In July 2017, Rachael was awarded her PhD. from the University of Sydney. The focus of her PhD. by publication, was to discover what matters to patients and their whānau in choosing their preferred type and modality of dialysis treatment. One of the aims was to discover the barriers in the uptake of home dialysis in New Zealand. In discussions with patients and whānau, Rachael identified a number of barriers to home dialysis including socio-economic factors and decreased nursing support. The most overwhelming finding for Rachael was the negative experiences of the health care system and how a lack of early information and education had impacted on the disease projectory for these people. She also identified how important it is to include family in the care and decision-making process.
After conducting qualitative interviews with 52 patients and whānau, Rachael conducted a discrete choice experiment, a quantitative survey method which enables quantification of qualitative data. She found that patients placed a high value on nursing support and on their own quality of life. She also discovered there are many barriers to home dialysis mostly relating to socio-economic disadvantage, as there are a number of out-of-pocket costs for the patient. As a result, her recommendations included ways to align policy and services to better meet patients’ needs and preferences. Part of the research looked at ways patients could access nursing support at home. Increasingly, information technology is assisting with remote patient monitoring and this is an area that could have a growing impact on improving access and reducing inequities.
Rachael is a newly-appointed Associate Professor within the School of Nursing. She is also heading EIT’s registered nurse prescribing programme and believes an essential way to provide quality care is to understand patients’ needs and preferences In 2010, Rachael became New Zealand’s first renal Nurse Practitioner which means she can autonomously assess, diagnose and prescribe to patients who have kidney disease. An important part of her work is to educate others on healthy lifestyle choices and disease prevention. This is important as kidney disease has a huge impact on the health system accounting for 1-2% of the health dollar. The number of patients requiring dialysis in New Zealand has increased significantly in recent years. About half of all dialysis patients have diabetes as a primary cause. Rachael continues to do one day of clinical work with the District Health Board which she feels adds credibility to her research and allows her to maintain a clinical focus. In her new role she is enjoying the freedom and flexibility to focus on health-related research as well as enjoying working on projects with other institutions. Rachael’s work has been published internationally and it is a topic that has international application.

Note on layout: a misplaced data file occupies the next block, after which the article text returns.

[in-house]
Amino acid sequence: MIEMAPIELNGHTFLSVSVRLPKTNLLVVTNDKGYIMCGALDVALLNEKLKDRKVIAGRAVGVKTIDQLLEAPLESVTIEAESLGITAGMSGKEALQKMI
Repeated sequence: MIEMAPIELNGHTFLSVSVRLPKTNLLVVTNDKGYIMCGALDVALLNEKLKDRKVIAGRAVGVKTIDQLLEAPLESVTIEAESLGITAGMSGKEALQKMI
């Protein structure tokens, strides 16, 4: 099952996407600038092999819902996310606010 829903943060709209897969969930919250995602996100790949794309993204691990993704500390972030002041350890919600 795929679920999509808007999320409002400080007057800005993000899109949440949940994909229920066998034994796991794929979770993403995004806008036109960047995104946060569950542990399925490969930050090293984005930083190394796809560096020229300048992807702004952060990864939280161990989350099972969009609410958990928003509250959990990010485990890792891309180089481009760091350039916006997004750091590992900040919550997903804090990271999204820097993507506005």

Associate Professor Dr Rachael C. Walker
The Home First Study: Patient preferences for dialysis modality
A mixed-method study